PS. You can trust me. I have a trigonometry joke under my name.
Link Posted: 9/3/2004 10:24:52 PM EST
Link Posted: 9/3/2004 10:58:00 PM EST
zombievt,

Does your organization run around waiting for the day they can yell safehaven? Just curious as to who it is, not a big deal.
Link Posted: 9/3/2004 11:05:06 PM EST
I work for a private security company at a power plant.


WTH is safehaven?
Link Posted: 9/3/2004 11:57:34 PM EST
Disregard then, I figured you would know the term.
Link Posted: 9/4/2004 1:47:47 AM EST
If You don't know the term, you don't need to know the term. And yes Stickman I do know the term.
Ex 81170/81172.
Link Posted: 9/4/2004 6:03:55 AM EST
[Last Edit: 9/4/2004 6:04:14 AM EST by Va_Dinger]

Originally Posted By Not_A_Llama:
I greatly doubt a permanent deflection of 10 degrees is possible with human-generated forces.



+1

I agree with you completely.

Link Posted: 9/4/2004 7:31:15 AM EST
I have been able to cause a POI shift with a M16A1 20" barrel while using a sling, and have caused a smaller POI shift with a M16A2 barrel and sling. No way have I have ever caused a 10 degree deflection, though. I have tried the same with my CMMG M4 barrel, and did not notice any POI shift at 100 or 200 meters. Of course I am significantly older and weaker now so that might not be a valid comparison I don't think I have ever seen a photo of an IDF trooper using their sling to steady the weapon while firing. I just figured the ranges were close, and they used the sling to carry the weapon, period. Are they trained to use a hasty sling?
Link Posted: 9/4/2004 8:04:32 AM EST
XM17SBullpup,

Link Posted: 9/4/2004 8:24:39 AM EST
I'm with Zombievt, WTF is the meaning of safehaven in that context? Sounds like a mall ninja term.
Link Posted: 9/4/2004 8:30:07 AM EST
[Last Edit: 9/4/2004 8:30:48 AM EST by Stickman]
XM17SBullpup and myself were just thinking of older days when we used to do something different.

Back to the original question, it wouldn't cause a problem.
Link Posted: 9/4/2004 9:40:21 AM EST

Originally Posted By twistedcomrade:
Sounds like a mall ninja term.



I was thinking airsoft myself, but with a little investigtion I figured out what the hell they're talking about.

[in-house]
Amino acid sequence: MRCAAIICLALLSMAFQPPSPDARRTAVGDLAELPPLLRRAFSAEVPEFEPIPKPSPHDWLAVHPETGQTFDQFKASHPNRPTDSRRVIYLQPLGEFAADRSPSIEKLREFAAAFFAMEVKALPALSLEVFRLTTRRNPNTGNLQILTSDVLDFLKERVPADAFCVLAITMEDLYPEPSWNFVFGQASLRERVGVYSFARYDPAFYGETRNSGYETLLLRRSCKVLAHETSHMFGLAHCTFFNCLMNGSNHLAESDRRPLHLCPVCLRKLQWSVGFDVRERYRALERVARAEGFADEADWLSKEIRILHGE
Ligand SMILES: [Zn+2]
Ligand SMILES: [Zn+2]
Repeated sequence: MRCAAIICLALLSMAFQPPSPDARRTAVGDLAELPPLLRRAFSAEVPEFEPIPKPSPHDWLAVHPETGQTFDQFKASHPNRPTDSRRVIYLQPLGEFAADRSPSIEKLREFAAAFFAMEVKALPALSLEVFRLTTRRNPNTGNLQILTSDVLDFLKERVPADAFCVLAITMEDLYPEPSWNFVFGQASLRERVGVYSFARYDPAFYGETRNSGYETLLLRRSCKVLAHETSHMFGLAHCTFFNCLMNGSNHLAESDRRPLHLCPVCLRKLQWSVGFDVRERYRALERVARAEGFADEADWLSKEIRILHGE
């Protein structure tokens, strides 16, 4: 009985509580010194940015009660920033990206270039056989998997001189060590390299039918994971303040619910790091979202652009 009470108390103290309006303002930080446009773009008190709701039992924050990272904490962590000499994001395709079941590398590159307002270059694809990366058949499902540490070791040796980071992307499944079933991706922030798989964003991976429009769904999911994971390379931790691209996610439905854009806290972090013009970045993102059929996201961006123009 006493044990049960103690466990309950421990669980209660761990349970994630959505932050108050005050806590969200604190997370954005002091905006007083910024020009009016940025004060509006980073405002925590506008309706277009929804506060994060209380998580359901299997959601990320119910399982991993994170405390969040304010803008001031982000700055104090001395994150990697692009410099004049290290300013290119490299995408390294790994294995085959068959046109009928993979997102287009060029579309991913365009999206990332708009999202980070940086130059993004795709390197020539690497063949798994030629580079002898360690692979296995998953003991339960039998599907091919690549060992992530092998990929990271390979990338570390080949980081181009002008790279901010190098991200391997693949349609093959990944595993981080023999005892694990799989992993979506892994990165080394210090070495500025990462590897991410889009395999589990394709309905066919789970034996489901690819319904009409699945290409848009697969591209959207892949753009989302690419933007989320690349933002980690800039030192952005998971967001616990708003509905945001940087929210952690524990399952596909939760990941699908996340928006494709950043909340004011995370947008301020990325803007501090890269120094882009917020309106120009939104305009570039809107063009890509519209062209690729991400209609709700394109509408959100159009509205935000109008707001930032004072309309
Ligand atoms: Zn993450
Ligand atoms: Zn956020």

Link Posted: 9/4/2004 9:52:06 AM EST
I figured you would, probably just a little different angle.
Link Posted: 9/4/2004 10:07:57 AM EST
The only time there is any tension on the barrel is if the sling is mounted to the FSB and than it would only be while the rifle is slung. If you got it up in a shooting position the sling won't have any tension on it. And they really ain't ment to be used to stady the rifle during shooting either.

My call is total BS.

Link Posted: 9/4/2004 10:47:22 AM EST
Ok first things first

1) There is not much defelction difference mounting the sling to the front sight vs mounting it to the sling swivel. If you'll not the sling swivel is PART of the front sight assembly.

2) The NRA knows jack shit about tactical deployment of slings - they only know high-power which is another ball game altogether.

3) 3 point slings are not used to steady the rifle - they are mearly a means to hold the rifle in place when your hands are busy doing something else. When you go to shoot there should be no tension on the 'tactical sling' so it won't interfer with the shot.

This is true if you are using a 3 point, 1 point, or IDF/CAR type sling setup (were its just a long strap attached to the front sight tower & top of stock.

If you are properly using a GI Carry Strap (the so-called 'Silent Sling) it will NOT be tensioned and will not effect accuracy. NEVER use the so-called 'Hasty Sling' as it CAN deflect the barrel and provides no to 'nearly no' help in accuracy. You should never be 'slinging up' for any 'tactical' type of shot. Tactical slings are only to hold the rifle when your hands are busy (consider them a holster for the rifle).

The only time you'd have to worry about barrel deflection is if you are using a proper competiton sling - which provides a 3rd point of stabilityfor the rifle (upper arm). This is not type of sling you use for 'tactical' use.